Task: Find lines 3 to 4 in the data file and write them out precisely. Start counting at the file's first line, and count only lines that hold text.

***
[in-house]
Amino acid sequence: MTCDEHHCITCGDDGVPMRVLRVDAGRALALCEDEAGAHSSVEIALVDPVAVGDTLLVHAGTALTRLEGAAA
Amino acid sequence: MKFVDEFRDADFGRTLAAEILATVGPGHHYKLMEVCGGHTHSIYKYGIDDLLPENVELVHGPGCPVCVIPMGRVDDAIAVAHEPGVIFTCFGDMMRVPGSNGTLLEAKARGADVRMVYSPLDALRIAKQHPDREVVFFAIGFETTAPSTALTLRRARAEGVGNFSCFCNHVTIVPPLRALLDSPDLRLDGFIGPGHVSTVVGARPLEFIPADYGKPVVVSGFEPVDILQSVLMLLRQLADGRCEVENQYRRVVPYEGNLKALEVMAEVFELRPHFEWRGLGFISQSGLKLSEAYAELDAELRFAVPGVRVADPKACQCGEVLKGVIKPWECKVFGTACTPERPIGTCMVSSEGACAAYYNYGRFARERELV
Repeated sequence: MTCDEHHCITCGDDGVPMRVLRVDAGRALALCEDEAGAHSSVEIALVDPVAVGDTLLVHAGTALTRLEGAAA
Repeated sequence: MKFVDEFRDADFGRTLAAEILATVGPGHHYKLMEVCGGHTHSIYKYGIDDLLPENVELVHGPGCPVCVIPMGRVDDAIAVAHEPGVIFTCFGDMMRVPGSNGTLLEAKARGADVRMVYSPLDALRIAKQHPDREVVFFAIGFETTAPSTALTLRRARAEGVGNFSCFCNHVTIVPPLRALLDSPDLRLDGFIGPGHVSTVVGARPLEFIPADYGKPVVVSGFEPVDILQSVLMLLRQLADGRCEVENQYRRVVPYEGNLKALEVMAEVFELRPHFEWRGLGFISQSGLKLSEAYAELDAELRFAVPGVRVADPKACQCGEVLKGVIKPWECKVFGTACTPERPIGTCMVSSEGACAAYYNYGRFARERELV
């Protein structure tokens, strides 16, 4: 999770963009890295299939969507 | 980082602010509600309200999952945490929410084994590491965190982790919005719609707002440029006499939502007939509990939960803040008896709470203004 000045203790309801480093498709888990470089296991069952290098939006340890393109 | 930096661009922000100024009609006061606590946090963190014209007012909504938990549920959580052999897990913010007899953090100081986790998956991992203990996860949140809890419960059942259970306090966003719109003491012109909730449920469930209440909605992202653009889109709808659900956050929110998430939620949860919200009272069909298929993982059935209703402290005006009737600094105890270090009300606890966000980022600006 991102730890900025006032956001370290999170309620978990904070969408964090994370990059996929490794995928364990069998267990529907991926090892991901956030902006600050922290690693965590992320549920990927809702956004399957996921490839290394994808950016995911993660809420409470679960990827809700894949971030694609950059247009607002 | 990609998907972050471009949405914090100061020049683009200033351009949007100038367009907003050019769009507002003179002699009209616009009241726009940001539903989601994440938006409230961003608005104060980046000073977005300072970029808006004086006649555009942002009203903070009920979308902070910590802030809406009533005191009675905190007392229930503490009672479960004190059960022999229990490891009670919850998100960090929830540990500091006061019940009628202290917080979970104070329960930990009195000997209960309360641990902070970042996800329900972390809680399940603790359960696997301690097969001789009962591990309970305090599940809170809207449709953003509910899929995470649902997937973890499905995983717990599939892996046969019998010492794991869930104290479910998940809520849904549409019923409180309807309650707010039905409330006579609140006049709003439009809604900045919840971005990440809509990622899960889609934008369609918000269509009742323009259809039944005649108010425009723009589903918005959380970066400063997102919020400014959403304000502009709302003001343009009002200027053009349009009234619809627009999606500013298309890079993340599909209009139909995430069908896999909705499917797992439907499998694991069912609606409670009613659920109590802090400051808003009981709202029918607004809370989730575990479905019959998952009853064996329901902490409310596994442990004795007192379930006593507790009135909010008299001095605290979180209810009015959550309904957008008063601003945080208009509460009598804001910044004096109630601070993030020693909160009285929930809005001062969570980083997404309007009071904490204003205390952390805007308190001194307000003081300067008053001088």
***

Amino acid sequence: MKFVDEFRDADFGRTLAAEILATVGPGHHYKLMEVCGGHTHSIYKYGIDDLLPENVELVHGPGCPVCVIPMGRVDDAIAVAHEPGVIFTCFGDMMRVPGSNGTLLEAKARGADVRMVYSPLDALRIAKQHPDREVVFFAIGFETTAPSTALTLRRARAEGVGNFSCFCNHVTIVPPLRALLDSPDLRLDGFIGPGHVSTVVGARPLEFIPADYGKPVVVSGFEPVDILQSVLMLLRQLADGRCEVENQYRRVVPYEGNLKALEVMAEVFELRPHFEWRGLGFISQSGLKLSEAYAELDAELRFAVPGVRVADPKACQCGEVLKGVIKPWECKVFGTACTPERPIGTCMVSSEGACAAYYNYGRFARERELV
Repeated sequence: MTCDEHHCITCGDDGVPMRVLRVDAGRALALCEDEAGAHSSVEIALVDPVAVGDTLLVHAGTALTRLEGAAA